A longitudinal study at the University of La Verne explored the students’ sense of belonging at a Hispanic-serving institution and its ability to serve the minority student population.
This study, which is conducted once every five years, was orchestrated by Judy Holiday, associate professor in and chair of the department of rhetoric and communication studies, and a small peer tutoring and writing class. The class consisted of Anna Christie, co-researcher and sophomore psychology major, Jonathan I. Navarro, co-researcher and sophomore psychology major and Jesse Espinoza, co-researcher and sophomore political science major.
The peer tutoring and writing class conducted a survey, then submitted a written proposal, and poster to the Conference on College Composition and Communication for an opportunity to attend the conference in Chicago of February 2023. This event, which is held annually, is considered prestigious and well-known among scholars and teachers, it has also given a platform to ULV students to share their research.
The team worked closely together last semester to survey 225 first-year traditional undergraduate students in their first-year writing classes at ULV.
“Scholarly literature shows that there is a direct correlation between a sense of belonging and success of the students,” Holiday said.
In 2017, a group of students, led by Holiday, conducted a study and concluded that many of the minority students did not feel comfortable. The most uncomfortable of the group were African American and Latinx students.
Some of the tools implemented in the rise of morality when it comes to a sense of belonging is creating places for people to belong. The African American students gained a strong Black Student Union to support the needs of its members as well as the Latino Student Forum. Adjustments had been made to material that is being taught to include minority authors.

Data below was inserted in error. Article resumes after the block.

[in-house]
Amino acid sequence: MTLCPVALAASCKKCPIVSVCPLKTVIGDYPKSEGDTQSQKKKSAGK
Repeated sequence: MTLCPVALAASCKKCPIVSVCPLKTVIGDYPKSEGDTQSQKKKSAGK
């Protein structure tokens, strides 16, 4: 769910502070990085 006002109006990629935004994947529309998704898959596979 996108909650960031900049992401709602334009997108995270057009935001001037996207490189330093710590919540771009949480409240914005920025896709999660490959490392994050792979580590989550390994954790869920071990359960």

“Great changes were made, so basically the whole school out of our population feels a better sense of belonging,” Christie said.
However, even with all the wonderful adjustments made, this year the test turned out a little different for the Asian and Asian American group. This group ranked the lowest out of all the different ethnicities, when it came to having a sense of belonging.
Some of the questions asked were “I feel welcome at the University of La Verne, I feel comfortable sharing my experiences and struggles with my professors, I feel faculty and staff understand me and can address my needs.” There were a total of 10 questions asked by the first-year students to gauge the sense of belonging on the campus.
The statement that really caught the eye of the peers’ team was “I have felt uncomfortable on campus and did not report it because I believed the school would not understand.” This response was given by the Asian and Asian American students. This group was the only minority that strongly agreed with this sentiment.
Holiday said the response given by the Asian and Asian American students may be because of the rhetoric and hate speech throughout the country during the COVID-19 pandemic, and online learning did not contribute positively to the students being able to feel like they belonged.
“I would like to bring this information to the administrators to tell them how essential it is for the students to have that sense of belonging, because a student’s greater sense of belonging, equals to a higher personal and academic success rate.” Navarro said.
Holiday said social clubs and student clubs are believed to help individuals’ confidence along with making them feel included.
The Peers Tutoring and writing group plans to take some ideas to the administrators to help the Asian and Asian American and Pacific Islanders feel more a sense of belonging.
Some of the suggestions that they have in mind are, creating clubs that are more personal and identifiable for the Asian and Asian American Students and Pacific Islanders. Creating an AAPI club to increase social engagement, as well as expand on the book selections that are used to teach in the classroom to include more Asian authors.
Christie said that she has seen a difference in the way teachers and professors interact with their students since the first survey was conducted because it put things into perspective and allowed people to learn and view things differently.
“Research is not simply asking people questions, there’s a whole lot of analysis that goes down to put all this information in the proper context.” Espinoza said.
The research was presented to scholars, writers, teachers, and peers in the Conference on College Composition and Communication. The group hopes to present their research at the University of La Verne in the near future.
“This research is so important and significant to the whole university,” Navarro said.
Brandi Peters can be reached at firstname.lastname@example.org.